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In this document we provide a series of techniques that can be used to exploit overflows in the non-paged pool on Windows. The techniques (ab)use the functionalities provided by the named pipe file system (npfs) to turn the overflow into arbitrary read/write and escalate privileges.

The following table shows the exploitability coverage provided by the present document over different overflow categories, which is based on the level of control over the:

  1. Overflow data. In other words, is the overflow composed by user data or "random" data? e.g. memcpy(vulnerable_chunk, user_controlled_data, overflow_size) vs memset(vulnerable_chunk, 0, overflow_size)
  2. Overflow size. memcpy(vulnerable_chunk, input_buffer, user_controlled_size) vs memcpy(vulnerable_chunk, input_buffer, random_size)
Overflow Size Control No Overflow Size Control
Overflow Data Control
No Overflow Data Control

Previously documented techniques on the topic fell primarily under the category "Overflow Data Control && Overflow Size Control" and the goal of this research was to expand that coverage. This research was triggered after seeing the Project Zero analysis on CVE-2020-17087 mentioning the use of named pipes to establish arbitrary write, a primitive that was not documented (at the time).

For further discussion on the table above, see the "Approaching Different Pool Overflow Categories" chapter. Now we will get into the concepts related to named pipes that would allow us to build the exploitation primitives.

Named-Pipes Introduction

Named pipes are an inter-process communication mechanism that allows two processes potentially belonging to different computers to share data. A brief description of its operations (for more information see [1]), a named pipe connection has the server end, which creates the pipe, and the client end, which connects to that pipe. When a named-pipe connection is established, the underlying driver creates two queues, one for each end, within the Context Control Block (CCB). The CCB, in the context of the npfs, is an undocumented structure used to hold information about a particular server/client connection. Those queues found within the CCB store entries that are primarily related to data written by "the other" end or pending read operations by the current end. The structure used for the queue entries is the following:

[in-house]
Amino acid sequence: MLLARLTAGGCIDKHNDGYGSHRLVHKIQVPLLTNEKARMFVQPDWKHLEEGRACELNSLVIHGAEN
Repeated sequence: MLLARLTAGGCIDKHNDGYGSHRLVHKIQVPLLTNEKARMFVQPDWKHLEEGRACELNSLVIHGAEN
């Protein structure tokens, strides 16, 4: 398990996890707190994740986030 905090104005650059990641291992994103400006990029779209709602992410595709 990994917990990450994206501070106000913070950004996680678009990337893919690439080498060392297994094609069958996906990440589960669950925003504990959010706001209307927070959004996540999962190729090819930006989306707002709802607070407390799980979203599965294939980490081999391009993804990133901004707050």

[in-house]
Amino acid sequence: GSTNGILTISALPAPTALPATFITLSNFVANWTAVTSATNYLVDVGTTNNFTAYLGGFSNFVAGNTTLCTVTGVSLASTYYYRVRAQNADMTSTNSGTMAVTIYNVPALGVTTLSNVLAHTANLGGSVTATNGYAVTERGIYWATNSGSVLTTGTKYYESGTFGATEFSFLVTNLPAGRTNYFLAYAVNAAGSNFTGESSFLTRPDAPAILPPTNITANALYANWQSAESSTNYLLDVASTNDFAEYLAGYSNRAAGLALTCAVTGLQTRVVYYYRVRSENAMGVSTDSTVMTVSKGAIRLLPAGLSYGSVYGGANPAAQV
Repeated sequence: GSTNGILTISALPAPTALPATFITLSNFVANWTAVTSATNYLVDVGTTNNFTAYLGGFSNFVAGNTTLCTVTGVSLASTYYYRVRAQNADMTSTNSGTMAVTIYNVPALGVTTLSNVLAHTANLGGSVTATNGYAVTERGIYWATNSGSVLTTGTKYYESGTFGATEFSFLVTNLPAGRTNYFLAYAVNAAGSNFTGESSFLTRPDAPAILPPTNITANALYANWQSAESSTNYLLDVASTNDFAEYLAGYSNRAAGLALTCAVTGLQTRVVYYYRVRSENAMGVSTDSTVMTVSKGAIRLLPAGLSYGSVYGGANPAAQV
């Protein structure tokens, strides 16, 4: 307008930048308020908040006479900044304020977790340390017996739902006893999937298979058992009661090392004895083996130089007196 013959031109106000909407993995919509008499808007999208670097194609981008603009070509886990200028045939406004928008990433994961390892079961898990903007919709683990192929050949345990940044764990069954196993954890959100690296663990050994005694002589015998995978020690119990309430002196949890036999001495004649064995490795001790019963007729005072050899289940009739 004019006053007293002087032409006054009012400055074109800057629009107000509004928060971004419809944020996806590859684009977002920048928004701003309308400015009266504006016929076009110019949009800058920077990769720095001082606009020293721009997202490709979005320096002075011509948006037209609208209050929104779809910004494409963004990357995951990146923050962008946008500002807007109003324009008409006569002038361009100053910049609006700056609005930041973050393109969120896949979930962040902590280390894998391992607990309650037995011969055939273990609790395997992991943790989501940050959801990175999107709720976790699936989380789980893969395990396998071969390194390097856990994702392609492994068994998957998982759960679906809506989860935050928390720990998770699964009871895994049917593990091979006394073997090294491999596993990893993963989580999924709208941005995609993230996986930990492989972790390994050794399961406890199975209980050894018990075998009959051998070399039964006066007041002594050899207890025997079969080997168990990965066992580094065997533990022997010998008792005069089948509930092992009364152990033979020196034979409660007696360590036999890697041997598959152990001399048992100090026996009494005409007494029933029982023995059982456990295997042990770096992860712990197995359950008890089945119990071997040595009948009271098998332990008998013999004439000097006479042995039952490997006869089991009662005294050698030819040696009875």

LIST_ENTRY NextEntry;
    _IRP* Irp;
    _SECURITY_CLIENT_CONTEXT* SecurityContext;
    uint32_t EntryType;
    uint32_t QuotaInEntry;
    uint32_t DataSize;
    uint32_t x;
    char Data[];

Note: this is an undocumented structure, some information was obtained through ReactOS

An overview of the fields above and some of the mechanisms implemented by npfs:

NextEntry: used to create a doubly linked list with all the queued data entries. Entries are primarily related to read and write operations. One way of creating write operation entries is through the WriteFile API call and those entries are removed from the list when all of their data are read by a client (e.g. using the ReadFile). The list includes a sentinel node, which is stored within the CCB of the named pipe.


   +0x000 SecurityQos      : _SECURITY_QUALITY_OF_SERVICE
   +0x010 ClientToken      : Ptr64 Void
   +0x018 DirectlyAccessClientToken : UChar
   +0x019 DirectAccessEffectiveOnly : UChar
   +0x01a ServerIsRemote   : UChar
   +0x01c ClientTokenControl : _TOKEN_CONTROL

This field enables the server end of a named pipe to impersonate the security context of a client. An overview of how it works:

  1. The client writes some data to the server queue.
  2. A DATA_QUEUE_ENTRY is created and its SecurityContext is populated with the current security context of the client
  3. Steps (1),(2) can be repeated, each time capturing the security context of the client
  4. After the server attempts to perform a read operation (and if there was no previous file system control request with code 0x110044, see below), the SecurityContext of the current entry will be stored in the CCB of the named pipe connection. Interestingly, this step is also performed in the peek operation.